Abstract

Introduction: Neurologic complications are a major cause of morbidity in sickle cell disease (SCD). The cumulative cerebral risk for neurological complications in sickle cell anemia has been estimated around 50% by age 14 (Bernaudin et. al, 2011;Blood 4:1130-40). Silent cerebral infarcts (SCI), is the most commonly recognized cause of neurological injury, associated with cognitive difficulties (King et al, Am J Hematol 2014;89:162-7) found in 20-40% of children with SCD, more common in genotype SS or Sβ0 thalassemia. The prevalence of SCI has not been well studied in adults. The prevalence of intracranial saccular aneurysms by radiographic and autopsy series is estimated to be 3.2% in a population without comorbidity, a mean age of 50 years, and a 1:1 gender ratio. (Valk et al, Lancet Neurol 2011; 10: 626–36) while other investigators found a 1.8% prevalence and no increased incidence with age (Vernooij et al NEJM 2007;357:1821-8). The goal of this study was to assess the prevalence of neurologic morbidity, including SCI, overt stroke, and cerebral aneurysm, in a large cohort of adults with SCD. We hypothesized the SCI would be more prevalent in adults compared to children with SCD.

Methods: Due to the high prevalence of cerebral infarcts in children with SCD, we elected to obtain as part of routine clinical practice, a MRI and magnetic resonance angiography (MRA) of the brain in adults

with SCD in our Hematology clinic. As standard care if SCIs are seen, neurocognitive testing is recommended, and based on this testing and MRI results, appropriate patients are referred for vocational rehabilitation service. All MRIs and MRAs were reviewed by 2 board certified neuroradiologists and consensus findings were recorded including presence of cerebral infarcts, intracerebral hemorrhage, aneurysms and cerebralvasculopathy. All adults with SCD were followed by a single hematologist and were asked about neurological symptoms. Medical records were reviewed to see if stroke like symptoms had been reported. If no symptoms were reported and no abnormalities were documented on neurological examination, then infarcts were judged to be silent.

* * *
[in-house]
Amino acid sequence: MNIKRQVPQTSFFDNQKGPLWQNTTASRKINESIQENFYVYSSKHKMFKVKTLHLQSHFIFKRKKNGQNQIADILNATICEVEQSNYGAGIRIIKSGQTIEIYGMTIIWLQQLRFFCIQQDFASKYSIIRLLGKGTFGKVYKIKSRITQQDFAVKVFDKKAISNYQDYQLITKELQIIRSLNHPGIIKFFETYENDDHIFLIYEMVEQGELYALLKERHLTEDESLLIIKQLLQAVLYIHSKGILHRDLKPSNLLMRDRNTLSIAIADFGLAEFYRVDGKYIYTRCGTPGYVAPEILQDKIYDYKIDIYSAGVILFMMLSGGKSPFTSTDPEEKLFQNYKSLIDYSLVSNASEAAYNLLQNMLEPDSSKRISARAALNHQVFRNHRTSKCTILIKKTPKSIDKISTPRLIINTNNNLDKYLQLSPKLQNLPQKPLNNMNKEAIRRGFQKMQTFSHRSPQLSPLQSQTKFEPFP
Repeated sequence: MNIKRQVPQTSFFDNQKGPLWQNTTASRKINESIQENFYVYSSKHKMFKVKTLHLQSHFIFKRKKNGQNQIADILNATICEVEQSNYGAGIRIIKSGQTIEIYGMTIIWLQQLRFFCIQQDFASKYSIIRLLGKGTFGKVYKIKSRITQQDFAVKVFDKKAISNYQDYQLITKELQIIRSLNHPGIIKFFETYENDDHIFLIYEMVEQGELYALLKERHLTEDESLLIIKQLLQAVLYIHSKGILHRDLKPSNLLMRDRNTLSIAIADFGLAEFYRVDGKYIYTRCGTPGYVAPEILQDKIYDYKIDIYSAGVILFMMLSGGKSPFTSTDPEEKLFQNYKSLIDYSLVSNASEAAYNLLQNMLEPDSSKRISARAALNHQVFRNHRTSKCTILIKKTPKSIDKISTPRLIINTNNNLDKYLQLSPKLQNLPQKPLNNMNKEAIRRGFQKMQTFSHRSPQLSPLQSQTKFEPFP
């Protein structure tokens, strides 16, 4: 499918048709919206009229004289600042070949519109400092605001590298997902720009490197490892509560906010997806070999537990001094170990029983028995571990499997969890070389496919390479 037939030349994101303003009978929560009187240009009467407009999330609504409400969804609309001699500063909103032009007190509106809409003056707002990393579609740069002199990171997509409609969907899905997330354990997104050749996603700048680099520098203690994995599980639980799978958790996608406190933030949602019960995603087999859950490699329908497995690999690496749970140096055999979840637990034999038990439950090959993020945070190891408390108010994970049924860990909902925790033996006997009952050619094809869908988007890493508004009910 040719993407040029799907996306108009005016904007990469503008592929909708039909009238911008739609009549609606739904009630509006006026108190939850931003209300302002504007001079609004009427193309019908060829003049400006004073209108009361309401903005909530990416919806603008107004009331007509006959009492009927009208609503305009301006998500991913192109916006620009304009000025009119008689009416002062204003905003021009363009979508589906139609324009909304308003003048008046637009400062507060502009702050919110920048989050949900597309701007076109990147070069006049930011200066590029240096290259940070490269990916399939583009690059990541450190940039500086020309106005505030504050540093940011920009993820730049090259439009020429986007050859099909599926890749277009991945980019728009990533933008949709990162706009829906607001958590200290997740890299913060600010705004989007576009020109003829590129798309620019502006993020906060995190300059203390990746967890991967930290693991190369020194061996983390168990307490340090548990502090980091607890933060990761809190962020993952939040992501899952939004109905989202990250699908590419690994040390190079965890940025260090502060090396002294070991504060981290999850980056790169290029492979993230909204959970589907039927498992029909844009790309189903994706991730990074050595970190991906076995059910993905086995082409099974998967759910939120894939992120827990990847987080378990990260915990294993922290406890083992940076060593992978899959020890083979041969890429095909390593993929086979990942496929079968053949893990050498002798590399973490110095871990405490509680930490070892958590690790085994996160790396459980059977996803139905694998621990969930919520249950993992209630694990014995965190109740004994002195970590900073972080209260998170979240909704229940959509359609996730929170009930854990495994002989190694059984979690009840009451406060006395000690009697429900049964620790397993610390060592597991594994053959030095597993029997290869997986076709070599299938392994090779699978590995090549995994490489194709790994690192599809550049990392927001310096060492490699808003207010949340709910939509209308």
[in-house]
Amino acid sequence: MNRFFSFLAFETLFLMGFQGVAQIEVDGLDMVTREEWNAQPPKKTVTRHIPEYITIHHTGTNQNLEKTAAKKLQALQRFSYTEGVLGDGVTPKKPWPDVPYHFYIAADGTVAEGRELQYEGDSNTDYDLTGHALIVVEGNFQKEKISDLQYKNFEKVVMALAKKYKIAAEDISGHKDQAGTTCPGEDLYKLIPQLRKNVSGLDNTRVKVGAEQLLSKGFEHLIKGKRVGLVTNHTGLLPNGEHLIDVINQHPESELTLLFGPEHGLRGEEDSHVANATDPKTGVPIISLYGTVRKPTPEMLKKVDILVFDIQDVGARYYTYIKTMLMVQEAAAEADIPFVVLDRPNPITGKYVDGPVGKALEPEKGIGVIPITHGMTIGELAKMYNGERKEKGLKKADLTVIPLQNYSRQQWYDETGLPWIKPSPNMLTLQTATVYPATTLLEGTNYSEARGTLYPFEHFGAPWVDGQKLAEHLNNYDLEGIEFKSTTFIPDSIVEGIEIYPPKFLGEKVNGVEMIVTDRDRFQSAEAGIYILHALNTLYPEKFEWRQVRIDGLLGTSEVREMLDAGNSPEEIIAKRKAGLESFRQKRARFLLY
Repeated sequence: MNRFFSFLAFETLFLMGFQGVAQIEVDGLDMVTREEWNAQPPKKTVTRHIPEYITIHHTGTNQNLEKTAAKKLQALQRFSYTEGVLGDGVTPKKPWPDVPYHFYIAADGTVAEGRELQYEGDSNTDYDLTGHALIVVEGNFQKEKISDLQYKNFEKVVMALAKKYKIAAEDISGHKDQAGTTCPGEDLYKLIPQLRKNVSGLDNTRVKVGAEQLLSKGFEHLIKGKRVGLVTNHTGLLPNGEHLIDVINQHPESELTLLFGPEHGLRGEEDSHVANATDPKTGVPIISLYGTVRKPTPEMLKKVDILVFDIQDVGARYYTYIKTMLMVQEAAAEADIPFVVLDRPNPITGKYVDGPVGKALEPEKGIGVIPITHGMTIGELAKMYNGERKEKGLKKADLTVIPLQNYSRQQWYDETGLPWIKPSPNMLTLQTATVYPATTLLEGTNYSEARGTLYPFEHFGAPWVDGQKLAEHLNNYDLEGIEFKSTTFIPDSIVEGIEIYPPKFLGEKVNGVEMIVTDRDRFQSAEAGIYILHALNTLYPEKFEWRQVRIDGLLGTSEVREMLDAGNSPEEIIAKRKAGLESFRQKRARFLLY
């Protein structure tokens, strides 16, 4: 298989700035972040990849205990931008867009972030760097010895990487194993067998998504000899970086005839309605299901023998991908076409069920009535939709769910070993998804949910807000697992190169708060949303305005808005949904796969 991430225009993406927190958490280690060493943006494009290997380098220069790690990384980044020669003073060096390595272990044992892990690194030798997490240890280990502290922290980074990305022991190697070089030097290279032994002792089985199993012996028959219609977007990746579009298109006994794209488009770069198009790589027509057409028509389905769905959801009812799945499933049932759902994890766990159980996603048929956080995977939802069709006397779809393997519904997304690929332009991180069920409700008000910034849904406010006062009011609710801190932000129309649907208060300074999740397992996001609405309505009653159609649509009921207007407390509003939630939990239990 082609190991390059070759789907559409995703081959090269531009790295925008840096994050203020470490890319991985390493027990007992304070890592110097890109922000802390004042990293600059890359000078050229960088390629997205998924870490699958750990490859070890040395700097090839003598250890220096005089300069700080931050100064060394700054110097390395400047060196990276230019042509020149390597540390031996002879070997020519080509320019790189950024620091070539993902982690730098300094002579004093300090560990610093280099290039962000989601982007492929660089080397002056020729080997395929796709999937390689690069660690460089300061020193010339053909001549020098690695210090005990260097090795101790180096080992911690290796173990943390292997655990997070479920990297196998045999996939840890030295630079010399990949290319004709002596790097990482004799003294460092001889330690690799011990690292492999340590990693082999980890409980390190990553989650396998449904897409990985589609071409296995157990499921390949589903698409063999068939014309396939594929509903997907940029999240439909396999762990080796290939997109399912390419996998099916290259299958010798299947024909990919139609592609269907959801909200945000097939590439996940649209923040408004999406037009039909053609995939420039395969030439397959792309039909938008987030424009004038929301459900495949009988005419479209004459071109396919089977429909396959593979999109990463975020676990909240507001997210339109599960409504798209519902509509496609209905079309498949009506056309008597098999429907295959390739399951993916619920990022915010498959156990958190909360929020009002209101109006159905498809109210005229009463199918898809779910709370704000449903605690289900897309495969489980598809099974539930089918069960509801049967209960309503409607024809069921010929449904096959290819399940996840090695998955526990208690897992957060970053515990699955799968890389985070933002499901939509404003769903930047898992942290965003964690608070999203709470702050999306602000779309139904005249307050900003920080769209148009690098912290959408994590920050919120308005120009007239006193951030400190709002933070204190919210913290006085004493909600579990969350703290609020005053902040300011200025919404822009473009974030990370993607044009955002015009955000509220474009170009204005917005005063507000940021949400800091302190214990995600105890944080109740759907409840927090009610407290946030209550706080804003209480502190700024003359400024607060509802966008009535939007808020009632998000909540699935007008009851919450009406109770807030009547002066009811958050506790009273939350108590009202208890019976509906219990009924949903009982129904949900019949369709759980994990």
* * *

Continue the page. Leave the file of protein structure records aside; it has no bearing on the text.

Results: The study population included 94 adults with SCD (80% HbSS or Hb Sβ0 thalassemia; 11% HbSC, and 9% other), 51% males, median age 26 years, interquartile range (22-36 years) who had MRI of the brain and 88 had MRA of the brain. Of these, 91 MRIs were of sufficient quality to assess for the presence or absence of infarcts. Infarcts were present in 58% (53 individuals) with multiple infarcts in 40% (37 patients); infarcts were overt/symptomatic in 13% (12) and silent in 45% (41). Hemorrhages were present in 8 patients (9%) and of these, 7 of 8 also had infarcts present on MRI. MRI and MRA of the brain were felt of adequate quality to assess for vascular disease or aneurysm in 79 patients. Of these 7.5% (6 of 79 patients) had moyamoya vasculopathy and 7.5% (6 of 79 patients) had saccular aneurysms with no overlap between groups. All of the adults with moyamoya vasculopathy had overt strokes. The aneurysms were incidental findings and all were <5mm in size. Patients were referred to Neurosurgery for evaluation of aneurysmal lesions. Amongst the 12 adults with a history of overt stroke, 67% were on therapy (50% on hydroxyurea therapy; 17% on chronic blood transfusion therapy), 42% (5 of 12) received aspirin for stroke and 1 patient was already on warfarin for history of systemic thrombosis at the time of stroke.

Conclusions: Silent cerebral infarctions are common in adults with SCD. Silent cerebral infarcts were present in 45% and over strokes had occurred in 13% of adults with SCD. Our aneurysm prevalence of 7.5% in a younger cohort (median age 26 years) suggests that adults with SCD may have a higher prevalence of cerebral aneurysms than the general population. Further study is warranted to assess whether SCD should be considered a comorbidity that confers a higher risk of cerebral aneurysm in adults. The optimal strategies for primary and secondary stroke prevention and to mitigate against the progressive cerebral vasculopathy in adults with SCD are still being debated.

Disclosures

No relevant conflicts of interest to declare.

Author notes

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Asterisk with author names denotes non-ASH members.